How TV Helps My Autistic Kids Eat Dinner — My Two Tables

(Image credit: Emily Billings)

Here's how I pictured family dinner with my husband and three kids: Everyone is at the table, enjoying steak and fries while taking turns talking about the highlights from their day.

In reality, dinner is more of a workout than a time to relax over conversation. In reality, my husband and I have spent more dinners than I can count chasing our two autistic kids (my son and younger daughter), sensory seekers who like to launch themselves out of their seats at every opportunity. In reality, this ideal image doesn't fit our family dynamic at all.

But I'm learning that that's okay — with a little help from a TV and a therapist or two.


Recipe: Chicken Divan Casserole — Quick and Easy Weeknight Dinners

(Image credit: Joe Lingeman/The Kitchn)

Chicken divan is the ultimate old-school medley of chicken, broccoli, and cheese sauce. It originated in the early 20th century in a New York hotel restaurant, Divan Parisienne, and it hits all the right notes: hearty, creamy, and comforting. While the type of cheese used varies from recipe to recipe, what is not negotiable is the use of cream sherry, which adds a tiny bit of sweetness and richness to the cheese sauce.

There's no doubt that this dish is rich, but this lightened-up version skips sour cream and condensed cream soups in favor of some chicken broth and milk for the sauce. And if you start with leftover cooked chicken or a store-bought rotisserie chicken, this casserole can be yours even on a busy weeknight.


Recipe: Classic PB&J Snack Cake — Easy Dessert Recipes

(Image credit: Joe Lingeman/The Kitchn)

If you're a fan of peanut butter and jelly sandwiches then boy oh boy, are you in for a treat. This snack cake starts with a tender, moist cake full of peanut flavor, but the crowning touch is in the hypnotic swirl of jelly over the top. A creamy peanut butter mixture and dollops of grape jelly mix and mingle throughout the cake batter and bake up so that every single bite of this cake tastes as though a PB&J and yellow cake collided. Don't blame me if you become as enamored of this cake as I am.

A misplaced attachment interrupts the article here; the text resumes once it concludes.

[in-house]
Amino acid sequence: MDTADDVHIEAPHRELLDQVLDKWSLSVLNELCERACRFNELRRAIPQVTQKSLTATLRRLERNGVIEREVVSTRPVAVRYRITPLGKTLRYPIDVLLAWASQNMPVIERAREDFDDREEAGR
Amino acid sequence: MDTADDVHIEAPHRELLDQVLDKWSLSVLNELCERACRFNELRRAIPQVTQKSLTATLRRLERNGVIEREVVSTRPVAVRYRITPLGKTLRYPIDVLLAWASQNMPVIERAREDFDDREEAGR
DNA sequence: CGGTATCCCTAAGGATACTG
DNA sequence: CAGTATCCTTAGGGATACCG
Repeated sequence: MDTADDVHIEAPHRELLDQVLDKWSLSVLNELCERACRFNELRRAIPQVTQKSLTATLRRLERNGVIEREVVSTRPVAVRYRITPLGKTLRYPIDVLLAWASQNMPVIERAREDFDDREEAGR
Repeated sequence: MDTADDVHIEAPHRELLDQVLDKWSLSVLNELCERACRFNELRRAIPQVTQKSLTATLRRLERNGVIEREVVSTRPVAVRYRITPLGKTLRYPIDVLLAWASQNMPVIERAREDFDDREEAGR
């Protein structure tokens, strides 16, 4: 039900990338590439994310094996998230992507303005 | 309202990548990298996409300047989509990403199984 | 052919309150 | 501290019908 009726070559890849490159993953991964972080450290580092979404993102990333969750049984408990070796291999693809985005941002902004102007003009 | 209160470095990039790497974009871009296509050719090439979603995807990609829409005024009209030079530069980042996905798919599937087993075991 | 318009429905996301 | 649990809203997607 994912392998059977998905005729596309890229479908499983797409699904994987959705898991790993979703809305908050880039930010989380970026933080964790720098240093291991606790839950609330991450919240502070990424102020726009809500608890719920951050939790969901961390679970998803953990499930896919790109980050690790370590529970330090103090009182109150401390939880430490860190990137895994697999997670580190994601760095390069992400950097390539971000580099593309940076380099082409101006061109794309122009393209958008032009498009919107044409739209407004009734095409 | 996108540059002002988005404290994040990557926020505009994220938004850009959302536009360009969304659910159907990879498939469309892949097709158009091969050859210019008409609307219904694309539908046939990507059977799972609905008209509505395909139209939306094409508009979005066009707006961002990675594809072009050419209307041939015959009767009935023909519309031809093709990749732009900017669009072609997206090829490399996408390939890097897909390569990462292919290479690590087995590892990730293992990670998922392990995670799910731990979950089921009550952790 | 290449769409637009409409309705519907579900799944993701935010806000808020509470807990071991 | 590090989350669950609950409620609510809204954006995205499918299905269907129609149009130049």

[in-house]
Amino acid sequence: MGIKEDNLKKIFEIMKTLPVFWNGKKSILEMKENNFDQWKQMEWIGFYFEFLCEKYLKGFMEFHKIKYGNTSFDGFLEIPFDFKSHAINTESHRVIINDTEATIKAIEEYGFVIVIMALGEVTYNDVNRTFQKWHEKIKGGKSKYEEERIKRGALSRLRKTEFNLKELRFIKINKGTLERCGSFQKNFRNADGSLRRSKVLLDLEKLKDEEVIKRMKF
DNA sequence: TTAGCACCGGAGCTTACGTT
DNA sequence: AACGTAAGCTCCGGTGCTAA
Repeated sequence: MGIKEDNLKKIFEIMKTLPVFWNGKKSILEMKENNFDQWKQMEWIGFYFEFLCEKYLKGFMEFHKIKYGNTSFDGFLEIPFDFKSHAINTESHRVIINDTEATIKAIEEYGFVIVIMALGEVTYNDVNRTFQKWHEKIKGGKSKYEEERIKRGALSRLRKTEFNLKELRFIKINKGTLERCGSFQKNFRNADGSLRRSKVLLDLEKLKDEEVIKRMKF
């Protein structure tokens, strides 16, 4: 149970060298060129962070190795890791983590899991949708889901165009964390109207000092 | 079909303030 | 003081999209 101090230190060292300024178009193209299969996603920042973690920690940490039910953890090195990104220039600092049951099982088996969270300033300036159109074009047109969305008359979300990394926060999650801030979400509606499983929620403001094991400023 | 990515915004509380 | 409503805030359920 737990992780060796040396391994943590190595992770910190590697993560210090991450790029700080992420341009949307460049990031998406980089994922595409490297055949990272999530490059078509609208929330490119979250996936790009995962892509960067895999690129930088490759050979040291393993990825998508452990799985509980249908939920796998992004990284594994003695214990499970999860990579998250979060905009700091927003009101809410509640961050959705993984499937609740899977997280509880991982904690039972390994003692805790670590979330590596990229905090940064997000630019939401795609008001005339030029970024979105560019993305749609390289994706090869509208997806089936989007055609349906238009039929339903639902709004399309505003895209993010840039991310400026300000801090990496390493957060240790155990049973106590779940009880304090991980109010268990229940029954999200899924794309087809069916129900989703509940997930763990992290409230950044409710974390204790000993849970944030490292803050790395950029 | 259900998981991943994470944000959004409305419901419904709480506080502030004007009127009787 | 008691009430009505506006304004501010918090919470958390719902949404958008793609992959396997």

How I Get Dinner on the Table When Culture Is Key — Dinner With Kids

I grew up with the ethos that rice is life. Rice holds such an exalted place in the Chinese culture as a staple food and life force that the word itself represents an entire meal and conveys hospitality; it's our custom to greet another person by asking whether he or she has eaten rice yet.

My husband, an all-American guy who grew up in a Seattle suburb on pot roast and boxed mac-and-cheese, did not.

Thankfully, our 10-year-old daughter and 8-year-old son have grown to like tofu and rice as much as they like pepperoni pizza and burgers, and they understand that mealtimes are important to me.


Why My Family Always Eats Dinner at 6 — Dinner with Kids

Recently my wife Laurie and I attempted to reminisce about the carefree days before our daughter Iris was born in 2003. I was reviewing restaurants and getting into home sausage-making and bread-baking. We were young and flexible.

It turns out we both suffer from parenting-induced retrograde amnesia, because we couldn't remember a damn thing about what we ate for dinner back then — or when we ate it.

Now we have a strict dinnertime and it turns out I love it even more than our daughter does.


The Surprising Trick for Actually Keeping Kiddie Plates Organized — Organizing Tips from Kitchn

With two girls under 5 year old, we've got quite a collection of kiddie plates. You need to if you don't want to hand-wash between every meal, and darn it if they don't keep getting cuter and cuter, so I keep buying more (I recently fell for the Cheeky plates at Target).

But the problem is that, unless you stick to just one brand and have a whole matching set, each plate is shaped just a little bit differently, and often they have dividers to help you feed your kid vegetables (look, the broccoli isn't touching the chicken!), which means they won't nest into each other. So when you try to stack them, it's a wobbly mess that topples over every time you try to take out one or two.

Fortunately, a mom out there came up with a solution: Store them in a dish rack instead! Gah — it's literally something that has probably been staring you in the face this whole time!


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